Farming jobs for November
With summer approaching, it’s important to take action on the farm now.
• Assess your stock numbers and think carefully before buying more. You don’t want to have too much stock in the event of a drought. Dry weather will see more demand for supplements and more farmers attempting to sell their stock, which will drive prices up.
• Consider selling extra stock for a good profit while pasture is in good supply and stock prices are high.
• Use your spring flush to put aside hay, sileage or baleage. This might be wiser than buying in stock to eat extra grass. People are often caught short if conditions then dry out.
• Keep an eye on any animal that’s feeding well but isn’t putting on weight. The vet will need to check for signs of worms, lice, stiffness in limbs, anaemia, swollen limbs, dehydration, temperature and limping.
• With drench resistance building, it’s important to put in place a faecal egg count monitoring system. Testing a representative group sample or individual animals is cheap, or you can do it yourself with the right equipment.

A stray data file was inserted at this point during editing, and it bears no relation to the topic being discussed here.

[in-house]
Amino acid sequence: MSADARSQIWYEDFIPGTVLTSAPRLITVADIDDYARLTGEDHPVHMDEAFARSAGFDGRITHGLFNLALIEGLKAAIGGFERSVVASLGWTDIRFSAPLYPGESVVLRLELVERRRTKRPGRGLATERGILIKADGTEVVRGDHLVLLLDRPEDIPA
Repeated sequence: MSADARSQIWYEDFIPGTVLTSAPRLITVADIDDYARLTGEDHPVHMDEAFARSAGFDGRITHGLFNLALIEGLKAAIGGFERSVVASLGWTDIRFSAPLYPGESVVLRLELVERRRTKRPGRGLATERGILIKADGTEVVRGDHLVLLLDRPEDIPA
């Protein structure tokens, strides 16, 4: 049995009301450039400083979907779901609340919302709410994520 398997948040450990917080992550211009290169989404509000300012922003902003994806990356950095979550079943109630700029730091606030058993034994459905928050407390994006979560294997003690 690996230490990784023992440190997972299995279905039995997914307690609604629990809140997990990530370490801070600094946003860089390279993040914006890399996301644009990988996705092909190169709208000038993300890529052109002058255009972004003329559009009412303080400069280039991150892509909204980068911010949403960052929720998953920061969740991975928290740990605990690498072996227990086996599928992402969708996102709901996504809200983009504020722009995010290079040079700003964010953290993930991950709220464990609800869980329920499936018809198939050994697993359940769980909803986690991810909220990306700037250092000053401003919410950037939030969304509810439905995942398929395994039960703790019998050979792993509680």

• Watch for lameness. The most common cause of lameness in pastural dairy farming is traumatic injuries, often from poorly designed and maintained tracks and milking sheds. In sheep, the causes are often scald (wet-looking, white or pink skin between the toes) or footrot (smelly, black, ooze in cracks or on the hoof) – both caused by wet grass or humid conditions. Trim and clean affected hooves, then bathe in a 10% zinc sulphate solution (add zinc sulphate until it stops dissolving, to give yourself a 10% solution). If one animal has footrot, give all animals a foot bath. Soak for 20 minutes, then stand them on concrete until the hooves are dry.
• Monitor NIWA’s seasonal climate outlook to get the latest probabilities of rainfall, soil conditions and river flows in your region.